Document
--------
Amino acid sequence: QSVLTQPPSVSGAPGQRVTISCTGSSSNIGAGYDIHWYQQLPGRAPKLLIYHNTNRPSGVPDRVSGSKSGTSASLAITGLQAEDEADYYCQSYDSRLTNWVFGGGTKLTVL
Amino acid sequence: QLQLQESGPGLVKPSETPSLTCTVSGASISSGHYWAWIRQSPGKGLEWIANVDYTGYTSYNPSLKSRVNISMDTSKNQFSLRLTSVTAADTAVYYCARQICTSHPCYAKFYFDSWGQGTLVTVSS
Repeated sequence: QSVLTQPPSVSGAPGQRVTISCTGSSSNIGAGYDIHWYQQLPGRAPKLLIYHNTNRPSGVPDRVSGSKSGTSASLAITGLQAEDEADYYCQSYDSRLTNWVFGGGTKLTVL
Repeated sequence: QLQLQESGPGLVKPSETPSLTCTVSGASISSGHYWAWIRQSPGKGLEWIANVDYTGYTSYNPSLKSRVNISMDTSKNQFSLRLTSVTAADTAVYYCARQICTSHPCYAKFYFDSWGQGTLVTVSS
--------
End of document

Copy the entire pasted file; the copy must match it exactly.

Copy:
Amino acid sequence: QSVLTQPPSVSGAPGQRVTISCTGSSSNIGAGYDIHWYQQLPGRAPKLLIYHNTNRPSGVPDRVSGSKSGTSASLAITGLQAEDEADYYCQSYDSRLTNWVFGGGTKLTVL
Amino acid sequence: QLQLQESGPGLVKPSETPSLTCTVSGASISSGHYWAWIRQSPGKGLEWIANVDYTGYTSYNPSLKSRVNISMDTSKNQFSLRLTSVTAADTAVYYCARQICTSHPCYAKFYFDSWGQGTLVTVSS
Repeated sequence: QSVLTQPPSVSGAPGQRVTISCTGSSSNIGAGYDIHWYQQLPGRAPKLLIYHNTNRPSGVPDRVSGSKSGTSASLAITGLQAEDEADYYCQSYDSRLTNWVFGGGTKLTVL
Repeated sequence: QLQLQESGPGLVKPSETPSLTCTVSGASISSGHYWAWIRQSPGKGLEWIANVDYTGYTSYNPSLKSRVNISMDTSKNQFSLRLTSVTAADTAVYYCARQICTSHPCYAKFYFDSWGQGTLVTVSS